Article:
It was around 15 years ago when I first visited Novecento in Buenos Aires. It was a small cool bistró with simple yet fantastically delicious Argentine food paired with excellent wines. Guests were served outside on sidewalk tables. Novecento has come a long way since then, having opened 11 restaurants across the globe including Miami, New York City, Punta del Este in Uruguay, Mexico, Buenos Aires & Córdoba in Argentina.
I personally think Novecento is the only Argentine restaurant who has embraced their worldly clientele. The proprietors created an Argentine-inspired menu infused with international flavors. And that’s the key to their success. Anyone who walks into any Novecento restaurant will notice the warm wooden panels and old street signs reminiscent of Buenos Aires. But as soon as they sit down and open the menu, they will feel at home.
It's as if they took the best Argentine plates, mixed them with a more Americanized concept, and delivered back a North & South American fusion cuisine.
With the farm to table trend here to stay, I was pleasantly surprised how it’s finally made its way to the new restaurant in Aventura, FL. This location features a warm, welcoming ambiance centered on a casual yet sophisticated dining room with European Bistro accents, a custom-built wine cellar, and the Malbec private dining room. They also have the exclusive chef’s tables by the new brick oven.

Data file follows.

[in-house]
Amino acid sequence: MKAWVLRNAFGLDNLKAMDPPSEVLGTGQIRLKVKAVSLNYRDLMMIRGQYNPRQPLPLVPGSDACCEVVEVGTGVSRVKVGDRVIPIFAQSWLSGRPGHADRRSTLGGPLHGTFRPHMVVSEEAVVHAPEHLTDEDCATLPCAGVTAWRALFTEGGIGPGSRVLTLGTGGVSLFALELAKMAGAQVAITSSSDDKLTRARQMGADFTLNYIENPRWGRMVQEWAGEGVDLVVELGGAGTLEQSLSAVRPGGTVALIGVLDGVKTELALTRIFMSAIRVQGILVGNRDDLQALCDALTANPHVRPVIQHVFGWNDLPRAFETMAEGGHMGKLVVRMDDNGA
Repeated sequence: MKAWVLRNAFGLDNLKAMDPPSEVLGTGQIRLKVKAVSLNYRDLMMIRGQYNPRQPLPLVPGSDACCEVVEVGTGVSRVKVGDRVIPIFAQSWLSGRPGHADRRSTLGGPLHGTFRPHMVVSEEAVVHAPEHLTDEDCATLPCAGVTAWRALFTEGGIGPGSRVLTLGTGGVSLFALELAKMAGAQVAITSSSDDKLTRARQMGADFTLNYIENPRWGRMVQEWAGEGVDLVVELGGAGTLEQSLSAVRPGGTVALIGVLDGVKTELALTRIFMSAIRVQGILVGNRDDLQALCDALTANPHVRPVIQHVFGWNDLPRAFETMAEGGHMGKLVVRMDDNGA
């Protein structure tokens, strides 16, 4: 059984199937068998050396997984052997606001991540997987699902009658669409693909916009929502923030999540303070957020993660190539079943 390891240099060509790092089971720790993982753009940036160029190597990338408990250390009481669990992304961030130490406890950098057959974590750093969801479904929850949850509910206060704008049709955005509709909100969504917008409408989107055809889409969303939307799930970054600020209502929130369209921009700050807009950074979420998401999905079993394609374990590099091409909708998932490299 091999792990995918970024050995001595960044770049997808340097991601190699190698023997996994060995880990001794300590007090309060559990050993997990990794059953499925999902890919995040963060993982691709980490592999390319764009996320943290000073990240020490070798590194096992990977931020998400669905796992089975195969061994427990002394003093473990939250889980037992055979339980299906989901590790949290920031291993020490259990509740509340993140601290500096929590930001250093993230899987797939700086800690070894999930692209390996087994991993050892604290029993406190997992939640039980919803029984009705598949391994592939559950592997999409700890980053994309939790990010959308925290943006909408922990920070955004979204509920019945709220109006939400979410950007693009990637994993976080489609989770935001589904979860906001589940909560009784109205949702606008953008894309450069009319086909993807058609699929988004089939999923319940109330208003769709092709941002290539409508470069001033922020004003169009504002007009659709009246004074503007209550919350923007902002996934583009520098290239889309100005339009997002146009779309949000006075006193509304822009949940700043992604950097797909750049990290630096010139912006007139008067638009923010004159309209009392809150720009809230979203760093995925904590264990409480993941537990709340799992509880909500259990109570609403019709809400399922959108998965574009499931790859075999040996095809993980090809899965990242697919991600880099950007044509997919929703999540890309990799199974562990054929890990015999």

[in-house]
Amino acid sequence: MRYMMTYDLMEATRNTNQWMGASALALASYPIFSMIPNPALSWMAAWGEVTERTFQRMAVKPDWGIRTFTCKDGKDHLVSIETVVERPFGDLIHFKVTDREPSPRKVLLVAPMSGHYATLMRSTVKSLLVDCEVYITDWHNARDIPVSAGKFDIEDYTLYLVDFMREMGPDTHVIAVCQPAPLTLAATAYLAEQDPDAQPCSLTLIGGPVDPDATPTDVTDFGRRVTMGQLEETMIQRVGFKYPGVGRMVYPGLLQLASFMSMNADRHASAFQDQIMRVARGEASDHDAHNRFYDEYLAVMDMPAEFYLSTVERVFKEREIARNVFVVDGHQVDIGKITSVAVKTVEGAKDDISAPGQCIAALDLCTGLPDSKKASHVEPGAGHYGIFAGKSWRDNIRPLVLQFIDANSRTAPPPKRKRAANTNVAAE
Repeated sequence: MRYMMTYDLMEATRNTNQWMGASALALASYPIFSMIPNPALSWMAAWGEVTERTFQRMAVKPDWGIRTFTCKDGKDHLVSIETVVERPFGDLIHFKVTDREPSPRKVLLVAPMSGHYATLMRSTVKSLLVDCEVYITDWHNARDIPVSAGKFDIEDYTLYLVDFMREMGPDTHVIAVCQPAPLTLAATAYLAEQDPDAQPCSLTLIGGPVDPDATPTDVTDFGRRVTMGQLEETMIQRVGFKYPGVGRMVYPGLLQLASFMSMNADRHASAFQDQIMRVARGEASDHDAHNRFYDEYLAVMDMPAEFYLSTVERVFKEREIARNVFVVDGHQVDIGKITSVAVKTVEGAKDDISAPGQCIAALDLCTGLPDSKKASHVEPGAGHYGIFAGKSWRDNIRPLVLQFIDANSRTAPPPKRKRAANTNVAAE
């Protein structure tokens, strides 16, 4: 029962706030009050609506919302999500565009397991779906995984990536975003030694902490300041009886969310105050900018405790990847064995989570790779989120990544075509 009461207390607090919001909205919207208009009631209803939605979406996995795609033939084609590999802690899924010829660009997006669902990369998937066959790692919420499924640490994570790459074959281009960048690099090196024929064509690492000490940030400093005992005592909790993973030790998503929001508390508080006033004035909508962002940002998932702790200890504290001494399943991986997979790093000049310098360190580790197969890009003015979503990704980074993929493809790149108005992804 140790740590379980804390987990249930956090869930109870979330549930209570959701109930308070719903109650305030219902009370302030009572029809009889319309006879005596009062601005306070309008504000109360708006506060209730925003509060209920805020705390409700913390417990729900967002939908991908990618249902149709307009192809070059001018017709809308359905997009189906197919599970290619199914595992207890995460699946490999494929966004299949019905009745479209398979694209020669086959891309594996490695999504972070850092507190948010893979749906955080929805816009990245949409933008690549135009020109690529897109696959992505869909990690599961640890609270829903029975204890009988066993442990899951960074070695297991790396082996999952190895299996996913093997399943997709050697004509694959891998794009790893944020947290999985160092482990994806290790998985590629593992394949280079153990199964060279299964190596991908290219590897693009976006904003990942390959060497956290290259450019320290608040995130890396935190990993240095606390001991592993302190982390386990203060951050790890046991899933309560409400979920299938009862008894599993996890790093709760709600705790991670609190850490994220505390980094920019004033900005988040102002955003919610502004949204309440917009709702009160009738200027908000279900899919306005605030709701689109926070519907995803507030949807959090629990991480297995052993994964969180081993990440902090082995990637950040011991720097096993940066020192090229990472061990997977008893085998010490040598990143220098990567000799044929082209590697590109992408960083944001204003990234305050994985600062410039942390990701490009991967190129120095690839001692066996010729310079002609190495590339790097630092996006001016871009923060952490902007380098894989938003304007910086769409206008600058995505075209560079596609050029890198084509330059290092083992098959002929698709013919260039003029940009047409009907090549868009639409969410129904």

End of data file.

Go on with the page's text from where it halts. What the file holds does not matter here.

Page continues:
Novecento now serves flatbreads straight from their wood pizza oven, a new concept they recently introduced. I ordered the mushroom flatbread with truffle oil ($12), which was crispy, tasty and full of fresh ingredients. For the main course, I refrained from the traditional grilled beef cuts Argentine style and, instead, ordered the branzino (fish for $32). It melted in my mouth; it was cooked to perfection. Without use of heavy cream, the branzino was light yet flavorful. I highly recommend it.
No room for dessert here, but in my previous visits to other Novecento locations, I always order the panqueques con dulce de leche (thin crepes filled with milk caramel. It’s an old school Argentine dessert) paired with a cortadito (espresso with foamed milk Argentine style). It’s the perfect end to such a divine meal. The wine list is complete with the best that Argentina has to offer. I always start with sparkling (Chandon Rosé sparkling $16 a glass) and a Malbec when I’m ordering steak (Vistalba Corte B, Carlos Pulenta – $65 a bottle), or a Pinot Noir (Pinot Noir 7 Lagos – $9 a glass) if I’m getting pasta or fish.
Novecento is refined co-existence of Argentine, Mediterranean and Pan-Latin cuisines heightened by French techniques. They place in-depth attention to presentation and detail. Their cuisine isn’t fusion; rather each style is separate and a pure reflection of its heritage.
I am very pleased that the farm to table movement is finally catching up everywhere else besides the usual metropolitan areas. Novecento is blazing the trail in Miami.